When the Whole Court Can’t Be Trusted
A recent case out of Washington state was so egregious the appellate court not only rejected it, but sent it back to be heard again—in a different county.
Generally, when a case is appealed, the appellate court will either uphold the original decision or “remand” it, meaning they send it back for a do-over, with special instructions from the higher court.
But this case required the court to come up with a whole new option.
“The right to a fair trial before an impartial tribunal is a basic requirement of due process,” Justice Smith wrote for a unanimous Court of Appeals for the State of Washington. “The right to due process is especially critical in a proceeding to terminate parental rights, where so much is at stake for both the parents and the child.”
But the Appeals Court determined that the Snohomish County termination of parental rights trial for parents Nylysha Aradon and Carey Hayes was anything but impartial.
It all began with the birth of a baby on February 24, 2013. When “A.H.” was born, her mother tested positive for methadone. Four days later, the Department of Social Services removed the baby from her parent’s custody and sent her to live with a foster family.
This situation—where a mother tests positive for methadone at birth—is one of the concerns we have with the Child Abuse Prevention and Treatment Act, or CAPTA. The mother’s positive drug test resulted in an automatic call to DSS as a result of CAPTA.
But testing positive for methadone isn’t always a bad thing. Methadone is often prescribed to help mothers with alcohol addiction get off alcohol, especially during pregnancy. And studies have shown that methadone use is safer for both mother and baby than quitting alcohol cold turkey during the pregnancy.
We don’t know this family’s details. We don’t know if the methadone was prescribed or if the mother was under her doctor’s care. We’re not taking a position on whether this baby was a “child in need of care.” Frankly, neither did the appeals court. They were simply concerned, as are we, with the parents’ inability to get a fair trial before their rights were terminated.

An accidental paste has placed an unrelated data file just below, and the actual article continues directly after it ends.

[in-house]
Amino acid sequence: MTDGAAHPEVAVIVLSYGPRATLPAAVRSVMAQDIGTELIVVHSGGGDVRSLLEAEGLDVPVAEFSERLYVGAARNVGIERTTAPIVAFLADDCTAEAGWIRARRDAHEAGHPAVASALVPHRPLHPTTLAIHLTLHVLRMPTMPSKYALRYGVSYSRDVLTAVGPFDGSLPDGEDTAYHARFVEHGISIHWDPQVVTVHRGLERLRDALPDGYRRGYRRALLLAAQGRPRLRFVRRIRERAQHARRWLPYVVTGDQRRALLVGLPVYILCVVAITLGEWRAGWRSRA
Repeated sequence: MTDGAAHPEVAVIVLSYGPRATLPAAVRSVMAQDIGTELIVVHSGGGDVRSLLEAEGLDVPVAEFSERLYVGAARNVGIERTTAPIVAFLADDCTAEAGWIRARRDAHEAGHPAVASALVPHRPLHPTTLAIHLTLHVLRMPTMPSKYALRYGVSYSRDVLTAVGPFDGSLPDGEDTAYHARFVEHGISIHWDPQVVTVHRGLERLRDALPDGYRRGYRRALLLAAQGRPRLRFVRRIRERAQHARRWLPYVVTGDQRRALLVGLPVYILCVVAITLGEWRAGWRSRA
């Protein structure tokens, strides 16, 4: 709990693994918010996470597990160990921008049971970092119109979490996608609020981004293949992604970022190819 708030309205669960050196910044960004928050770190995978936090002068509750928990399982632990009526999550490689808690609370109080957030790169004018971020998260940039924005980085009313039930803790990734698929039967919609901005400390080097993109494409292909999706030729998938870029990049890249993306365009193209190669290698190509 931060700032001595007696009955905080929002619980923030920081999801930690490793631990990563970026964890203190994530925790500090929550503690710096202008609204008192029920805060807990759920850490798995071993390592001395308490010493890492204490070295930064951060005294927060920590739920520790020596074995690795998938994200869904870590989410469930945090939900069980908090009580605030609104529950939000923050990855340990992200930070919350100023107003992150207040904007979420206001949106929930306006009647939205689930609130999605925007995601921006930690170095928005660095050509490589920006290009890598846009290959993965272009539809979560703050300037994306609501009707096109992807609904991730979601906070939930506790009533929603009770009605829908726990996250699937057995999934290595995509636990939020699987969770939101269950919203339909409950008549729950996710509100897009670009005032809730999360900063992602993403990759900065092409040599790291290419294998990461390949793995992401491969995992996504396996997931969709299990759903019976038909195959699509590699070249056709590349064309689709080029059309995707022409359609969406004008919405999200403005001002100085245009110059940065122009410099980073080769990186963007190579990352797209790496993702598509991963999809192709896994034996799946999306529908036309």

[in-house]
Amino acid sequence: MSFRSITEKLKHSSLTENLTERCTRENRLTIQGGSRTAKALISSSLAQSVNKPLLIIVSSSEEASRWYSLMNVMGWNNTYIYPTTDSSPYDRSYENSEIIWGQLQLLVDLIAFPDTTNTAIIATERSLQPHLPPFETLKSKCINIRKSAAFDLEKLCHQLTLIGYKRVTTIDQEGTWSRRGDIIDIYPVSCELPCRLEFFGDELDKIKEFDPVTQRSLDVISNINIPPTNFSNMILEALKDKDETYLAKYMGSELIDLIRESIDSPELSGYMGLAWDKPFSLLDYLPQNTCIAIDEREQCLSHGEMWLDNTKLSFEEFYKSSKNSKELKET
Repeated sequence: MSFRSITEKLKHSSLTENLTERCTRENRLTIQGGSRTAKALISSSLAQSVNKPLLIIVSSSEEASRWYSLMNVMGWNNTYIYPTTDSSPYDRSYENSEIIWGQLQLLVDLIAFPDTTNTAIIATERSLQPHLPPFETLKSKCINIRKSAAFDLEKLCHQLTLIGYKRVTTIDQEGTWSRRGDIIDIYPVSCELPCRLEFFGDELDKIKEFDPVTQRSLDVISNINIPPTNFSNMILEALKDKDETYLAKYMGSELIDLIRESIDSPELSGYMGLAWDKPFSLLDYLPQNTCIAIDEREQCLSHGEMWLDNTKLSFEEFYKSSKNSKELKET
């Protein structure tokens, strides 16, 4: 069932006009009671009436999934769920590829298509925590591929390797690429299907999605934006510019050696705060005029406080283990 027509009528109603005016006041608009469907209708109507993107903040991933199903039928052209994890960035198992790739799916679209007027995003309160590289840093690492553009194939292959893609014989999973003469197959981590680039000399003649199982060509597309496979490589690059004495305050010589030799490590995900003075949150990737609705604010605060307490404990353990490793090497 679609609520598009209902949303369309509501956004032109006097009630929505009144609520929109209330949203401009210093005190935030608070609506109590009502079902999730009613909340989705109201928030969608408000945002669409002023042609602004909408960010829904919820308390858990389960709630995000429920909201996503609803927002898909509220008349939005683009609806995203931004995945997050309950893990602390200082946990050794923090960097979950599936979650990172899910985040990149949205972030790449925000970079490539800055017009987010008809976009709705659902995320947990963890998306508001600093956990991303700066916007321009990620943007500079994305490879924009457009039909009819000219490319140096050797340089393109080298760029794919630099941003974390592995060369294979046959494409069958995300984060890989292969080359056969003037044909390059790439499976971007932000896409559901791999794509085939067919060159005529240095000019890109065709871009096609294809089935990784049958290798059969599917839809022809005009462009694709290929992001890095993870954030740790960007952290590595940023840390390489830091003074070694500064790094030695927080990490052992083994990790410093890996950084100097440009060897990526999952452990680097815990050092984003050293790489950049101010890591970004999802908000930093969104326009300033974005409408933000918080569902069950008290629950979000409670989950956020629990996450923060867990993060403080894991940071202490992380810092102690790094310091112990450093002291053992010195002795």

And there certainly is reason for concern.
According to the court’s finding, a Volunteer Guardian Ad Litem (VGAL) for the infant stood strongly opposed to returning the baby to her mother and “committed numerous breaches of confidentiality that benefited the foster parent.” In one example, she dug up case files from previous DSS involvement with the parents and gave a copy of the file to the foster family.
She misinformed the parents as the baby’s food needs changed based on new allergy tests, and she blocked the parents from access to the child’s medical providers.
When the VGAL passed away in early 2015, her former supervisor took over the case, and she was little better. The court discovered later that it was she (the supervisor) who illegally secured the case file and delivered it to the late VGAL in the first place.
VGAL system attorneys even advised the court’s own prosecutors in how to proceed against the parents in their termination of rights case.
And here’s the kicker: In Snohomish County, a little north of Seattle, the VGAL program “is an agency of the superior court.” So when the VGAL system took a stance against the parents and worked against reunification, the court through them became adversarial to the parents. When VGAL lawyers assisted prosecuting attorneys, they added to that adversarial nature without notifying the parents of those connections.
To make it worse, “employees of the VGAL Program, and therefore employees of the superior court, also engaged in retaliation against attorneys in the same firm as [the mother’s] attorney.”